other leading men and women, kept an eye on 'their' archives and did their
best to keep out lower ranked members and certainly outsiders. The directors of
the Nederlandsch Zendelinggenootschap only received a printed extract from the
minutes and were prohibited to publish parts of it. If the organisation needed
a book written on its history because a jubilee year was approaching, members
or other insiders were asked to write it.61 There was no need of a scholarly
historiography because the leading men and women preferred a home made
historiography and participation of outsiders was not considered in the interest
of the organisation. This attitude changed when the tide reversed after World
War II. The missionary movement gradually gave place to development aid and
the number of missionaries declined. Indigenous clergy were ready to
take over. This made room for a more distant historiography which developed
after 1980 62Sources were edited and the Institute of Netherlands History
began a research guide. Archives were transferred to public depositories and
Another function of the archives was always to keep the supporters up to date.
It was instrumental in getting donations and inspiring youngsters to serve
in the mission. The information, however, was selective. Strong or deviant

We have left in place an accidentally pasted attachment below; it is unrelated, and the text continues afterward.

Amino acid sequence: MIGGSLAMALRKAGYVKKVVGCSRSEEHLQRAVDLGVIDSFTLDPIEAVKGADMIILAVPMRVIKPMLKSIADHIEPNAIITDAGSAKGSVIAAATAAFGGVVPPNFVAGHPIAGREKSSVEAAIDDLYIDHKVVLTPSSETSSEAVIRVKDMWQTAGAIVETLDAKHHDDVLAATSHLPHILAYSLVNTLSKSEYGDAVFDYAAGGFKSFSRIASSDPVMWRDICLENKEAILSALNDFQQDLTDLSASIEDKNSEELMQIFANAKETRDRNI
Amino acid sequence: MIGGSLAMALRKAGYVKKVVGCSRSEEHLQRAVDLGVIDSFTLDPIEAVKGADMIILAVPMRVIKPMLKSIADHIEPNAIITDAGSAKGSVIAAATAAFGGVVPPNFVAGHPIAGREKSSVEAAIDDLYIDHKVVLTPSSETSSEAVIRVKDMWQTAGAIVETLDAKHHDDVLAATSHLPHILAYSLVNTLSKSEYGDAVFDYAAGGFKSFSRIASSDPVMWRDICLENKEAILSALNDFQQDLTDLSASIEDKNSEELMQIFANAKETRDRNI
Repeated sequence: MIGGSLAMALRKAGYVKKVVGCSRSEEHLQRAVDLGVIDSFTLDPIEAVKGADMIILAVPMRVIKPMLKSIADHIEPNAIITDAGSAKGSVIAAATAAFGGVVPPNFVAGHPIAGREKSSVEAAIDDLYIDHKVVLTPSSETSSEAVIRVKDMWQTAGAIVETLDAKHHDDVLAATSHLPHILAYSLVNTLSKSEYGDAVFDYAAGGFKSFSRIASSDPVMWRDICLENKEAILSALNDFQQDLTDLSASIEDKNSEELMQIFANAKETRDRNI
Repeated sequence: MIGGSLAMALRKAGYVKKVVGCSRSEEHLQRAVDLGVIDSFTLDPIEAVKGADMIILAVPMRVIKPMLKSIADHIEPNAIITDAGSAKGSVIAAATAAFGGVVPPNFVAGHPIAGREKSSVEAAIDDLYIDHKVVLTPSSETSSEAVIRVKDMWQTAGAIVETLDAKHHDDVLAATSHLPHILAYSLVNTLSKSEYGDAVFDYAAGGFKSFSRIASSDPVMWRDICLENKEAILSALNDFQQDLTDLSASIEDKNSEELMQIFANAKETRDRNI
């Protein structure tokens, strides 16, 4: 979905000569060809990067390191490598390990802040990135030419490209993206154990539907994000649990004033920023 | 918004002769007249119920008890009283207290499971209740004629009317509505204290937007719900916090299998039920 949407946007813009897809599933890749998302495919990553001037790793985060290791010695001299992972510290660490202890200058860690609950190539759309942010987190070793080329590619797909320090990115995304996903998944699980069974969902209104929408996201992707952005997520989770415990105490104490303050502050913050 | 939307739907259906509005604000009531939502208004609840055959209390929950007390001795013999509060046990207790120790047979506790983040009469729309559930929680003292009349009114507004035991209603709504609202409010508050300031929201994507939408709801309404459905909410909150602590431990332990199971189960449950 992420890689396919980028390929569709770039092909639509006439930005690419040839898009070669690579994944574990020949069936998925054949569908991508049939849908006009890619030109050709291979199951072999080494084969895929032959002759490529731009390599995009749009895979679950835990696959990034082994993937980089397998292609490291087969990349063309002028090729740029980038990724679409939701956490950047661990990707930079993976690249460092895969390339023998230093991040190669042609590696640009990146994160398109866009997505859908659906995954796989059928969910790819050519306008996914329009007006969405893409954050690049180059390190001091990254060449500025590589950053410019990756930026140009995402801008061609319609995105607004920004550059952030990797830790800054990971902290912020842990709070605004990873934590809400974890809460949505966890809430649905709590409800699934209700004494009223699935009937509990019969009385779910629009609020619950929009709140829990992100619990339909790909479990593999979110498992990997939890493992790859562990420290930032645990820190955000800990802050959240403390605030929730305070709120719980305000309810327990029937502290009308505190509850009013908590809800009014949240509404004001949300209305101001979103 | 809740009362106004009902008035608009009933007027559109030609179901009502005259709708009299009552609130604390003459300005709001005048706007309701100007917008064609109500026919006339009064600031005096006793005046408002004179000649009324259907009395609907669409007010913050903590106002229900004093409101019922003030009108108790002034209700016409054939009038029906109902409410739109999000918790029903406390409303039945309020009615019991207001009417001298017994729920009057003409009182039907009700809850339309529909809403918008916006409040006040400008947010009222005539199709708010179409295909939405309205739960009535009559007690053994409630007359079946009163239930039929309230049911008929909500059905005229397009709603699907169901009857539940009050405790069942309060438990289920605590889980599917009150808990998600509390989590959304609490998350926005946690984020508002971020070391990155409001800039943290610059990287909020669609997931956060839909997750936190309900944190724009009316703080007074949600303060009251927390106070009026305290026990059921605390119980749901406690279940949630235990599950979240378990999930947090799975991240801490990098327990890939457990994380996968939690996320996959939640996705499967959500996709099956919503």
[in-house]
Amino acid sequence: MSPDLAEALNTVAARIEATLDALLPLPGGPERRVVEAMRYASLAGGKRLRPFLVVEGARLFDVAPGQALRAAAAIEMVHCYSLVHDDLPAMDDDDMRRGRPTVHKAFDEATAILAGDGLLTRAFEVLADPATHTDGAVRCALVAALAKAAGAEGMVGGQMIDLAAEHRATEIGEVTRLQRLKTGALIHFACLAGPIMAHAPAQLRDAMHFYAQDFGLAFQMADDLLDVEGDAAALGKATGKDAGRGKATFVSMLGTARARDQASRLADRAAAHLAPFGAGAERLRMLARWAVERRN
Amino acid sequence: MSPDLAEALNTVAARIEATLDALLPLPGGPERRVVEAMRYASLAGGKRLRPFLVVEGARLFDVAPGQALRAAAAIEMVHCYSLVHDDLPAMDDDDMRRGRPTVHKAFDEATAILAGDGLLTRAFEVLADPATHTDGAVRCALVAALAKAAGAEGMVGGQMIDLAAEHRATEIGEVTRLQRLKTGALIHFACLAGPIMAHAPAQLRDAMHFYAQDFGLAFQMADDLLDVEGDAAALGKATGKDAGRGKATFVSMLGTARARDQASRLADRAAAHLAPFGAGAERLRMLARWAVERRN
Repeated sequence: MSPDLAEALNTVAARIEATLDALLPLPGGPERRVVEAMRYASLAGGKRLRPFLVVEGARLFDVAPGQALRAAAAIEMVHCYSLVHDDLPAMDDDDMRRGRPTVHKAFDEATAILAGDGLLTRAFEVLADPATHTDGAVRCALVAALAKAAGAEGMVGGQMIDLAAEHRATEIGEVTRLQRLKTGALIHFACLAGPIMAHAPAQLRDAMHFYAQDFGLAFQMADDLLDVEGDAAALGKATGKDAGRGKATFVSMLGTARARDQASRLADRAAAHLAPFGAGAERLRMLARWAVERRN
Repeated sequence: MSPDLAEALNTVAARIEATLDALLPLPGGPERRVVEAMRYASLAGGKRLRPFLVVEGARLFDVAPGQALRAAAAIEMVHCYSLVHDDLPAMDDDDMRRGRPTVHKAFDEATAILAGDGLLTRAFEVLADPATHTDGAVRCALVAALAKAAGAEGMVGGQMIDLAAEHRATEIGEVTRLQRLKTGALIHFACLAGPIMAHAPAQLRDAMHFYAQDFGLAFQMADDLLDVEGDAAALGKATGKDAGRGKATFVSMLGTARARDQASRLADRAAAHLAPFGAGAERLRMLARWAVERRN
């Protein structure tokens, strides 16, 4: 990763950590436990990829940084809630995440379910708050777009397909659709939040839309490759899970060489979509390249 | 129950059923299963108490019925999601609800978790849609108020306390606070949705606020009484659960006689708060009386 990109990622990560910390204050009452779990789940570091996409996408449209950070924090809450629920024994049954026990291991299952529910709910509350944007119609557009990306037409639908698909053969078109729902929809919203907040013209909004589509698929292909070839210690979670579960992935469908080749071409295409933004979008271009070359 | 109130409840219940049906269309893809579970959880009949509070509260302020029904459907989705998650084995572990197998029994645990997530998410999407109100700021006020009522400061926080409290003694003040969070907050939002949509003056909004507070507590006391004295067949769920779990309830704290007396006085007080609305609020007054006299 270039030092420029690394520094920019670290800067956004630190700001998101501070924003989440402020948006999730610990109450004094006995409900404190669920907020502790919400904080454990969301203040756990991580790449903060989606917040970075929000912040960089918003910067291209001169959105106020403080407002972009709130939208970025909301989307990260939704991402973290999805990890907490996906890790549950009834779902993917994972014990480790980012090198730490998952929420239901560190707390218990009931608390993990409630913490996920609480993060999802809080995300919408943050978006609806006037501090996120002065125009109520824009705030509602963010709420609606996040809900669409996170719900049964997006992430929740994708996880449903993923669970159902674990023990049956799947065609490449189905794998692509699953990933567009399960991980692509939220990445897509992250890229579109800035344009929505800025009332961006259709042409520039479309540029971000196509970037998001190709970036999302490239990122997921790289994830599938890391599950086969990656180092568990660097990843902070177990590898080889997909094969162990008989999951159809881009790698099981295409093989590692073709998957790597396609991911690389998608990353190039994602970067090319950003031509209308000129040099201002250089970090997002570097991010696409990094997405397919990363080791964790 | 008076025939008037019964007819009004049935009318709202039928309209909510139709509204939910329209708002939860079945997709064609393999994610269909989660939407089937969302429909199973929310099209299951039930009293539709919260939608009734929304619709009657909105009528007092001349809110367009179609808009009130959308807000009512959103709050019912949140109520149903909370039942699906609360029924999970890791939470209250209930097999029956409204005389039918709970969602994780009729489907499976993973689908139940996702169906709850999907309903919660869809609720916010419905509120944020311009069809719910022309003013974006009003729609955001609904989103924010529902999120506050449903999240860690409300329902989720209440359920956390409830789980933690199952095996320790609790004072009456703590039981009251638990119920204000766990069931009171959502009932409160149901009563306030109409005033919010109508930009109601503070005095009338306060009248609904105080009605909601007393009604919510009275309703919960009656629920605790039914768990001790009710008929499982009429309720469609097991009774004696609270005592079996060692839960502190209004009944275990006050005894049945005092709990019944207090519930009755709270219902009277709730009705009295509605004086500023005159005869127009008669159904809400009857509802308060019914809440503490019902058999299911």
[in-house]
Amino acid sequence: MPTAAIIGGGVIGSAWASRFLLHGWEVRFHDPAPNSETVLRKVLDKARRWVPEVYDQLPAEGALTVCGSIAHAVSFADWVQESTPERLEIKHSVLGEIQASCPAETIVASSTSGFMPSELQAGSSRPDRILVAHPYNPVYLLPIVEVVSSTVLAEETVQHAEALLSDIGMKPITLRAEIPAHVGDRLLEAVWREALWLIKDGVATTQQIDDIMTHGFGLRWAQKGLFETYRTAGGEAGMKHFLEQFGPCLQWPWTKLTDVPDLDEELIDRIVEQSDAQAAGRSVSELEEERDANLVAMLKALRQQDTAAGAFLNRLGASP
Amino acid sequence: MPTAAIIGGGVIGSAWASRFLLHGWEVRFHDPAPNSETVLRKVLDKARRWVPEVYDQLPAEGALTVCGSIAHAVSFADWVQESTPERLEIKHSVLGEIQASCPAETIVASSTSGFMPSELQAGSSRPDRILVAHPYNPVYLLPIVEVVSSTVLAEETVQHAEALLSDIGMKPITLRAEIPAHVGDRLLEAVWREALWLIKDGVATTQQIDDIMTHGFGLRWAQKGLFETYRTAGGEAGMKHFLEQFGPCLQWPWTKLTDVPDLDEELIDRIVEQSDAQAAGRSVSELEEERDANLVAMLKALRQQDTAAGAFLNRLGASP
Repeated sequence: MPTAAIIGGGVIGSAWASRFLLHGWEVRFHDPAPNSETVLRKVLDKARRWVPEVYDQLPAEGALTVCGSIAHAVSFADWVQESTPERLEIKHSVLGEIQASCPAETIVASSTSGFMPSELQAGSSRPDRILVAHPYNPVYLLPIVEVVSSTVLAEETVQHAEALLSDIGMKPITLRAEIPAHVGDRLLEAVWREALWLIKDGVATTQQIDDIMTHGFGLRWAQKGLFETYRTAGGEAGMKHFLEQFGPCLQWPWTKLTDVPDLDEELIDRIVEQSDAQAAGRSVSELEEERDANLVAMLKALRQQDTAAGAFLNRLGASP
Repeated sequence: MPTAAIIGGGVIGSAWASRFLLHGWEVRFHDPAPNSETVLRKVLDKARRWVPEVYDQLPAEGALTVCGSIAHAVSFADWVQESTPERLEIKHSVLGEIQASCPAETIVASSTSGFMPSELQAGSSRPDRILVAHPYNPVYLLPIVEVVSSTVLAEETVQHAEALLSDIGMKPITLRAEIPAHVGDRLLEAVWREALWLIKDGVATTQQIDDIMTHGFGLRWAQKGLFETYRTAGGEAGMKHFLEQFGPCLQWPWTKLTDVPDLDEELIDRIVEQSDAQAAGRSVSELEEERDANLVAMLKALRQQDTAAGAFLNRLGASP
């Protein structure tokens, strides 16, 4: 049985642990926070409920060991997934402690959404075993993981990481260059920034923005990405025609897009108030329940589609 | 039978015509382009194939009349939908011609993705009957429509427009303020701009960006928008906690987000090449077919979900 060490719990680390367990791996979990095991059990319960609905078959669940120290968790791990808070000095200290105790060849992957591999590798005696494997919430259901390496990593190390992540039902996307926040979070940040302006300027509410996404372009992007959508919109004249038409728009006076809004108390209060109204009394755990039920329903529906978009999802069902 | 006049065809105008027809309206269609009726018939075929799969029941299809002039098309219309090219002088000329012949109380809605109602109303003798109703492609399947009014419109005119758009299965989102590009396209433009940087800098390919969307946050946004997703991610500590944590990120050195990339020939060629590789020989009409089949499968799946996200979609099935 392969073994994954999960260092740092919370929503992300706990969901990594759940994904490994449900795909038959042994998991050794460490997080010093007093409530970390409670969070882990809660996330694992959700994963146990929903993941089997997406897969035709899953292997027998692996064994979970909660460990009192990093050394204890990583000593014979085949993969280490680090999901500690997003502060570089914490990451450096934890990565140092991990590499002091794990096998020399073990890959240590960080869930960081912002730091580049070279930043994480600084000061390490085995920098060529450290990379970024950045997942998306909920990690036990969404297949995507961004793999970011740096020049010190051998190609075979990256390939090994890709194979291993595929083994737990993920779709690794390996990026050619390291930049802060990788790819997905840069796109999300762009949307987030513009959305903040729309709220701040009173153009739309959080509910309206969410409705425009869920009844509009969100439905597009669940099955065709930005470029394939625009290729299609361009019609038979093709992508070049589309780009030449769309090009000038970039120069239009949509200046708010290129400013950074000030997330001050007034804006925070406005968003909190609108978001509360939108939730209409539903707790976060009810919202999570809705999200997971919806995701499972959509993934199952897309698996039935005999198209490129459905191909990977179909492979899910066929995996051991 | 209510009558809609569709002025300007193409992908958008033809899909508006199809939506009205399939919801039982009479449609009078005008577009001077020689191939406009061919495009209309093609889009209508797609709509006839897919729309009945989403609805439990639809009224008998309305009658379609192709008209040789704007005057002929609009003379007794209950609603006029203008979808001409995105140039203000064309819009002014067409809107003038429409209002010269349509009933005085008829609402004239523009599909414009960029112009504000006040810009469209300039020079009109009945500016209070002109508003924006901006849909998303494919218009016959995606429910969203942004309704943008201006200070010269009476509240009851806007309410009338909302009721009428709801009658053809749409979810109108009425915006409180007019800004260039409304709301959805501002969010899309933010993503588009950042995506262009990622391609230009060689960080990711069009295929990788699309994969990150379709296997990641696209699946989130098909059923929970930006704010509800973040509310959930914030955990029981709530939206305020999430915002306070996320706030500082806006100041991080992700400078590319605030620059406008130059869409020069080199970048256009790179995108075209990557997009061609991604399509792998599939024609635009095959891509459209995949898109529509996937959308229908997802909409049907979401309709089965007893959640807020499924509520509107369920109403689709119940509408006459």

opinions, problems, serious discussions in the board and bad results were kept
from the public..
We may assume that not everything researchers would like to know was archived,
in fact the archivists appraised the documents regularly. Unfortunately, however,
we do not know enough about the archiving and appraisal procedures. More
research on this topic is necessary but it is time consuming. Another subject that
awaits future research is the analysis of the language of the missions. Detailed
analysis of texts in these archives, supported by new ICT-technologies, might
enable us to make an X-ray of these papers and get a better understanding of the
public relations policy of missionary organisations. This also applies to visual
material, missionary organisations archives are teeming with pictures, maps and
movies. The language of the image is a neglected subject that asks for more and
deeper research supported by new technologies.63
Most missionary archives have been cared for and kept for a long time. The main
motive was their instrumental value to the owner. Archives enabled missionaries
to study their own history, build up an identity and to define their position.
Professional historiography is taking over this field, however, and the archives
are becoming more accessible. This opens new doors to future research based on
themes such as gender and mission, the economics of the mission, the position
of mission within the history of European expansion and the consequences of
internal strife in the Nederlandse Hervormde Kerk for the missionary work. In the
last decades Dutch society has become secular. Christianity is now a religious
minority in the Netherlands and more and more people do not understand its
TON KAPPELHOF ARCHIVES OF DUTCH DHRISTIAN MISSIONARY ORGANISATIONS AND MISSIONARIES
INFORMATION POWER - FROM HAGIOGRAPHY TO HISTORIOGRAPHY
60 NA, 'Statistieke aanteekeningen', entry number 220.127.116.11, inv. no's 87-887.
61 Monteiro, Gods Predikers, 25.
62 Monteiro, Gods Predikers, 23-26.
63 Tops, Foto's met gezag.